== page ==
Here are a couple of the many graphs found in the study.

HK Cant = Hong Kong Cantonese speakers
MCant = mainland Cantonese speakers
MPTH = mainland speakers of Mandarin (“P?t?nghuà“)

graph of responses to the question 'Will Putonghua replace Cantonese as the main language of Hong Kongers?' Most say 'no' -- and this is strongest among mainland Cantonese speakers

graph of responses to the question 'Can a person be a Hong Konger without speaking Cantonese?' Most Hong Kong Cantonese speakers say no; but the answer is closer to a tie for mainland Mandarin speakers

Taiwanese, eh?

I’m so far behind on posts that when Taffy of Tailingua sent this to me people in Taipei probably really were wearing short sleeves. They’re certainly not wearing so little now, with the cold, damp, miserable weather we’ve been having lately. Oh well, at least it’s better than what so many people have been having to endure in China. I hope Pinyin News readers there are keeping warm and didn’t get stuck in some transportation-related hell.
photo discussed in this post -- large blue text against a white background, Ma and Siew shown from the waist up with their arms crossed; a blue bird on the left
This poster on the back of a bus is for Taiwan’s presidential campaign.

It reads:

Táiw?n ei lìliang
Shìjiè d? t?nggu?n

M? Y?ngji? — Xi?o Wàncháng

.

?????
?????

??? ???

It’s hard to put this into English that makes sense. Perhaps “Taiwan shows its power to the world.” The idea is something like “Taiwan can overcome all obstacles.” It doesn’t strike me as a good slogan. But maybe I’m missing something.

The interesting part is that it has Taiwanese written with zhuyin (bopomofo): ? (ei). But the ? is basically just for show, since it doesn’t serve any linguistic purpose that the expected Chinese character — ? (de), indicating the possessive — wouldn’t provide. The sign is still in Mandarin. (D? t?nggu?n, for example, is not a Taiwanese expression, according to several native speakers I questioned about this.)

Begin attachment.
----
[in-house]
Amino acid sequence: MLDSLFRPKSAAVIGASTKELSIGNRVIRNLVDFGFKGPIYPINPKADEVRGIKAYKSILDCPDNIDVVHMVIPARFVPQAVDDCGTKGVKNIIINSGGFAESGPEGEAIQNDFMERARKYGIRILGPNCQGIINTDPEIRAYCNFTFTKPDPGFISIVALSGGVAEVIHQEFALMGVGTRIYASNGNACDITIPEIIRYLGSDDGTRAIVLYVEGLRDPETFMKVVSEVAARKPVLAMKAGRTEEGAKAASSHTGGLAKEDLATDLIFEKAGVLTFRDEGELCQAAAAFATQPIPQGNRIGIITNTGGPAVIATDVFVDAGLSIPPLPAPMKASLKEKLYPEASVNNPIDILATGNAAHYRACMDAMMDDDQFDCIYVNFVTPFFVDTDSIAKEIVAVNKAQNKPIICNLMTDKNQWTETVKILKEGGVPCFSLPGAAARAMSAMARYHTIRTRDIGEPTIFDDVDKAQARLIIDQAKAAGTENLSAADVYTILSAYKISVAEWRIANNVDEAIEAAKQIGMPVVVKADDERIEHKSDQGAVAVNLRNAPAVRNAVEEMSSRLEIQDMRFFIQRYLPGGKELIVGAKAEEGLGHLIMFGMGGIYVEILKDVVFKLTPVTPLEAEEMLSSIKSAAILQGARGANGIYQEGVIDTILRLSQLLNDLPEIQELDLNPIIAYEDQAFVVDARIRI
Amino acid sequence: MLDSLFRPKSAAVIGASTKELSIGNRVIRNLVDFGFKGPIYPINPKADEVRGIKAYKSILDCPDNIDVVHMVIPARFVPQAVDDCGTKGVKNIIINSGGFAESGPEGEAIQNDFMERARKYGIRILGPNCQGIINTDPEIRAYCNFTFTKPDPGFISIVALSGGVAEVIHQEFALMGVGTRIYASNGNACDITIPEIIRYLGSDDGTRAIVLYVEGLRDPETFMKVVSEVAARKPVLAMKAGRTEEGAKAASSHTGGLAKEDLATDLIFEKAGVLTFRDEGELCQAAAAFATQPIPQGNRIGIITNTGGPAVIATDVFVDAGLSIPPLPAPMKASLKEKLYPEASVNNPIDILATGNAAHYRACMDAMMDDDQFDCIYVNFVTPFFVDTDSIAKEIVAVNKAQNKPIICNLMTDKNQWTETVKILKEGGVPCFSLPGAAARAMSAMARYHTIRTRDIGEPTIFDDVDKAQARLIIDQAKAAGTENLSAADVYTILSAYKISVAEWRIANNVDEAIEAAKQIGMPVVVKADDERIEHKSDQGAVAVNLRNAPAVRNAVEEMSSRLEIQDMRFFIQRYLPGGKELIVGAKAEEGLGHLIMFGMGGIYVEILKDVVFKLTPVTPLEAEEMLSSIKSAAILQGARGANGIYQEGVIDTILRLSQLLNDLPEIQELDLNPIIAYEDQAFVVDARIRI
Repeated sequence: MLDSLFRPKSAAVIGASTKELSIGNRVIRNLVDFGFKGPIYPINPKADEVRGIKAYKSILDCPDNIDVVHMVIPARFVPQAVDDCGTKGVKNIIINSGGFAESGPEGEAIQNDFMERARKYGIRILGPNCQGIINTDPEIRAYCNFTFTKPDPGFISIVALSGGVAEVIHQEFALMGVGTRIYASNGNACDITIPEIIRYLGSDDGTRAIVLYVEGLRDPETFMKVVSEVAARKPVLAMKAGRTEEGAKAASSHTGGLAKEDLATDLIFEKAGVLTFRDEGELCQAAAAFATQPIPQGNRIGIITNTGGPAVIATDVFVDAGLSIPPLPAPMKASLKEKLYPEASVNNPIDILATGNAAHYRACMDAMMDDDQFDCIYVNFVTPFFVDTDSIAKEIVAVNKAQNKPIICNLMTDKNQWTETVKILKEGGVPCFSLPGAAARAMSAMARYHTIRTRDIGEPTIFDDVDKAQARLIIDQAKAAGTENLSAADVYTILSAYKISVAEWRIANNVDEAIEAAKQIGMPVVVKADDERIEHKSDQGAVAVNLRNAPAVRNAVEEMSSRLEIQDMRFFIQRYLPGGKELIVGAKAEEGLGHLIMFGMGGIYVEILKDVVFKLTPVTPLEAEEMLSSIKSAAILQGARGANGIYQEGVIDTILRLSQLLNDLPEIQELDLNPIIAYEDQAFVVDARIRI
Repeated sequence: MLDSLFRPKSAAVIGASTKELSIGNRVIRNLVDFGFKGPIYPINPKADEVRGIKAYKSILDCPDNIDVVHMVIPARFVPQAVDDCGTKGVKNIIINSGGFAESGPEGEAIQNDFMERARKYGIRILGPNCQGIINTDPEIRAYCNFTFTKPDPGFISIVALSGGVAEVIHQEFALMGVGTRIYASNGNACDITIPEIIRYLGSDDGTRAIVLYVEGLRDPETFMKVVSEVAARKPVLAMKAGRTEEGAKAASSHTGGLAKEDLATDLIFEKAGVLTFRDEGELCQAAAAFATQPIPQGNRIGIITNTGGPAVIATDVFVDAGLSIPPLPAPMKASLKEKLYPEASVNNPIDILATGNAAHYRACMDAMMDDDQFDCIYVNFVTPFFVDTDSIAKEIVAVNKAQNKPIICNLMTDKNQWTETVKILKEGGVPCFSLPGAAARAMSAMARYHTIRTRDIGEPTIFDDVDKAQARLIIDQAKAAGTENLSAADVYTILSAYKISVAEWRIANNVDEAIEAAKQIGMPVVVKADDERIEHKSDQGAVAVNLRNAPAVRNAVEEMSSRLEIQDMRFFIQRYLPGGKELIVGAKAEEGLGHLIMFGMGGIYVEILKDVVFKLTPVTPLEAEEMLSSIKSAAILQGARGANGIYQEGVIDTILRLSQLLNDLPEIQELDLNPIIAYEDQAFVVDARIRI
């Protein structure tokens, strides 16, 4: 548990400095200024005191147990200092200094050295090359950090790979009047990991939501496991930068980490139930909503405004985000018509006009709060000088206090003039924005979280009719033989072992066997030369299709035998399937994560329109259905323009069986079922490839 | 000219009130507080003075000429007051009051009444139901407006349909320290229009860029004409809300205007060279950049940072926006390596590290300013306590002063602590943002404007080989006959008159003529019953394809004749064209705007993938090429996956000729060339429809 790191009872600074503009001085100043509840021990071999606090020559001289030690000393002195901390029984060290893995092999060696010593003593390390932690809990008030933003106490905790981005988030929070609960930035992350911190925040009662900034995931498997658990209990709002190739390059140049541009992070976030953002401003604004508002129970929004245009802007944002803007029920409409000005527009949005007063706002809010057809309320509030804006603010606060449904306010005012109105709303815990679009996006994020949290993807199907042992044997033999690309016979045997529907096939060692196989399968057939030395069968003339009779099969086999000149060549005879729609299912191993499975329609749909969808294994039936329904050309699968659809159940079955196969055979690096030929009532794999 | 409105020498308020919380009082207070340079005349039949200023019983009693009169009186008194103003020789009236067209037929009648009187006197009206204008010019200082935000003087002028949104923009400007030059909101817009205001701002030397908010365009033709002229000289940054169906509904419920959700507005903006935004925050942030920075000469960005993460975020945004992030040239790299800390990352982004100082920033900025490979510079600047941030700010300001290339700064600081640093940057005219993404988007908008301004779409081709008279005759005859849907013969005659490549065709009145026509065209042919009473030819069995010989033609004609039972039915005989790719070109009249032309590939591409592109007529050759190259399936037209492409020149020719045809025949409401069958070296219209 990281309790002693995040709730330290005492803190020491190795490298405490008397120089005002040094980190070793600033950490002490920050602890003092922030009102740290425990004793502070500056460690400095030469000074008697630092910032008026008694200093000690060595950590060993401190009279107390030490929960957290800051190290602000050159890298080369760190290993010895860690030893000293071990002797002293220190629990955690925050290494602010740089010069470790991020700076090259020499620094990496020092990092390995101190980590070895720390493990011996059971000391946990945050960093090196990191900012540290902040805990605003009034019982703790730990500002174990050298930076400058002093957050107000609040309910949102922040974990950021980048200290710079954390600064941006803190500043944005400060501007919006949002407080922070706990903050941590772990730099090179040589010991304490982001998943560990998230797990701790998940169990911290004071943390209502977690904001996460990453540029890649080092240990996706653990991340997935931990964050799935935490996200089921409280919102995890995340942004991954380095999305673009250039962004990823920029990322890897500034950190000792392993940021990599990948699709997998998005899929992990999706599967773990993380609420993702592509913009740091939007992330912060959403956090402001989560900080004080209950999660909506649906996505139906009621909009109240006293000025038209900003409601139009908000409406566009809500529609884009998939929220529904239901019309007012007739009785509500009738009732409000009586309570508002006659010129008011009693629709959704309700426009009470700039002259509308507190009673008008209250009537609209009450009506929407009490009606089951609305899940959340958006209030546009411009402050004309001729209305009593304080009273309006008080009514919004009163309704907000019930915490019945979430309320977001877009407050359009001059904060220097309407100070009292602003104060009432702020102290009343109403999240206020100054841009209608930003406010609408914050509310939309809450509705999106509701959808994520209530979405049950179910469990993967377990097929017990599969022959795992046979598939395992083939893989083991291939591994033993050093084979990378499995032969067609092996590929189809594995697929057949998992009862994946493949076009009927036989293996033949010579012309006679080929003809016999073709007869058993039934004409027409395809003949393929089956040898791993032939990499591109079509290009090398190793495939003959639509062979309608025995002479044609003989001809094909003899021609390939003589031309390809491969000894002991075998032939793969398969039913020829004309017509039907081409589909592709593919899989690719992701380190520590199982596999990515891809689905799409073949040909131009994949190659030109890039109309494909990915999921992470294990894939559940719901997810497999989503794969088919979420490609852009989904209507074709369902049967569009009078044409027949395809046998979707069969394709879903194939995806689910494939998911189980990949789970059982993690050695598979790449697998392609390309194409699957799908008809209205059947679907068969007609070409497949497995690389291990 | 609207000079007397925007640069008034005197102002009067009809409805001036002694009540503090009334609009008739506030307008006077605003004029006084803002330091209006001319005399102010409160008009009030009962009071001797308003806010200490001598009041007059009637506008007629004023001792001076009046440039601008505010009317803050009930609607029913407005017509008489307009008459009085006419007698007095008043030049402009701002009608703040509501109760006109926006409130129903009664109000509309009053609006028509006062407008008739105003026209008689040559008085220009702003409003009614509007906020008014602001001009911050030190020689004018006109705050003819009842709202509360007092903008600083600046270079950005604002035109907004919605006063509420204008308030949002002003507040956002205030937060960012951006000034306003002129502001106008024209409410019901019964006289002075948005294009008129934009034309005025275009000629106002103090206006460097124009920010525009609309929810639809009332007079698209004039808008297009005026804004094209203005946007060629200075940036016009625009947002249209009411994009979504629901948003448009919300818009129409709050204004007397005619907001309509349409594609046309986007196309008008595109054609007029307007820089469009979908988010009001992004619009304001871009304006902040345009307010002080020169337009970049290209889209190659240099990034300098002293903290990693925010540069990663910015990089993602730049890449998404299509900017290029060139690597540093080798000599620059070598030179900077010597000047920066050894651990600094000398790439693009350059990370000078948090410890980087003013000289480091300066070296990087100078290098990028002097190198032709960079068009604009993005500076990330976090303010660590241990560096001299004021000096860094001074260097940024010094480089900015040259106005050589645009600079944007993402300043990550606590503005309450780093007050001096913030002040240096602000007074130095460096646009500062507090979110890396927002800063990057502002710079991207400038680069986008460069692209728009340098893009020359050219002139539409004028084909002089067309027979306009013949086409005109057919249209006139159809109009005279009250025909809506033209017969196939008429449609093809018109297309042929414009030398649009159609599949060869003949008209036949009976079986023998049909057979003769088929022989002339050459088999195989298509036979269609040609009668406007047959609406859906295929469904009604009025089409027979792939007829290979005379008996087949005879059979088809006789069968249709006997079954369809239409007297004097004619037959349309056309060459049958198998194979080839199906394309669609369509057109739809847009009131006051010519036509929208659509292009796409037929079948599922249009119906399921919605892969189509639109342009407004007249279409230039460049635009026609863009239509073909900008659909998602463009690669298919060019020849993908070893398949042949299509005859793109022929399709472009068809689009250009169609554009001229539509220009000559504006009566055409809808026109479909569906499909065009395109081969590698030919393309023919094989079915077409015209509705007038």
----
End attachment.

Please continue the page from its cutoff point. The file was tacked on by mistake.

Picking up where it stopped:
For those who don’t know, M? Y?ngji? and Xi?o Wàncháng comprise the KMT’s ticket for next month’s presidential election.

Both Ma and Xiao use unusual spellings for the way they write their names in the Roman alphabet: Ma Ying-jeou and Vincent Siew, respectively.

The “Ying-jeou” of Ma’s name gives the appearance of Gwoyeu Romatzyh. But in that system his name would be “Maa Ing-jeou.”

“Siew” for Hanyu Pinyin’s Xi?o indicates that the source is likely a language other than Mandarin. But Taiwanese isn’t it, though Siew, unlike Ma, was born here. Because of that spelling, many foreigners in Taiwan pronounce his family name like the English word “shoe.” “Vincent” is of course an “English name” rather than a romanization of his birth name.